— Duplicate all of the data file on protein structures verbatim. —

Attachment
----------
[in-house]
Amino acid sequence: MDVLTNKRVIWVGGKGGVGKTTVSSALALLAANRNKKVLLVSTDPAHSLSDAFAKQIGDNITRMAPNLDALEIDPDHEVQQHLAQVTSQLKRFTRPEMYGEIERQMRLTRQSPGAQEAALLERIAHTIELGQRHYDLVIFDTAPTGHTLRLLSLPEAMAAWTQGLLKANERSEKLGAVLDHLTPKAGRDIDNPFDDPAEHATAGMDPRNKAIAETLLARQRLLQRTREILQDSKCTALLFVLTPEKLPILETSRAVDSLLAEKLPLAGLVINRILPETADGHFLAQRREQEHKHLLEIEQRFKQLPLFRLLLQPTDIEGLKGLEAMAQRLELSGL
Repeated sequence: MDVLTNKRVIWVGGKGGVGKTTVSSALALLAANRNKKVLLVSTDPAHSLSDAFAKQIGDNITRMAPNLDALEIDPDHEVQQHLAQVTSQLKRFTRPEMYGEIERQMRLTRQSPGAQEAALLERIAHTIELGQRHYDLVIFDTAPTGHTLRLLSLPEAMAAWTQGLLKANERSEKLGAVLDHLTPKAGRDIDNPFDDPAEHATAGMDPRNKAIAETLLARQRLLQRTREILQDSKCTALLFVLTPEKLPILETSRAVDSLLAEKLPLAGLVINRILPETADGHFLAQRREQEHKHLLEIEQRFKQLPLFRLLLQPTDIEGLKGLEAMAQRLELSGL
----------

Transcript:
[in-house]
Amino acid sequence: MDVLTNKRVIWVGGKGGVGKTTVSSALALLAANRNKKVLLVSTDPAHSLSDAFAKQIGDNITRMAPNLDALEIDPDHEVQQHLAQVTSQLKRFTRPEMYGEIERQMRLTRQSPGAQEAALLERIAHTIELGQRHYDLVIFDTAPTGHTLRLLSLPEAMAAWTQGLLKANERSEKLGAVLDHLTPKAGRDIDNPFDDPAEHATAGMDPRNKAIAETLLARQRLLQRTREILQDSKCTALLFVLTPEKLPILETSRAVDSLLAEKLPLAGLVINRILPETADGHFLAQRREQEHKHLLEIEQRFKQLPLFRLLLQPTDIEGLKGLEAMAQRLELSGL
Repeated sequence: MDVLTNKRVIWVGGKGGVGKTTVSSALALLAANRNKKVLLVSTDPAHSLSDAFAKQIGDNITRMAPNLDALEIDPDHEVQQHLAQVTSQLKRFTRPEMYGEIERQMRLTRQSPGAQEAALLERIAHTIELGQRHYDLVIFDTAPTGHTLRLLSLPEAMAAWTQGLLKANERSEKLGAVLDHLTPKAGRDIDNPFDDPAEHATAGMDPRNKAIAETLLARQRLLQRTREILQDSKCTALLFVLTPEKLPILETSRAVDSLLAEKLPLAGLVINRILPETADGHFLAQRREQEHKHLLEIEQRFKQLPLFRLLLQPTDIEGLKGLEAMAQRLELSGL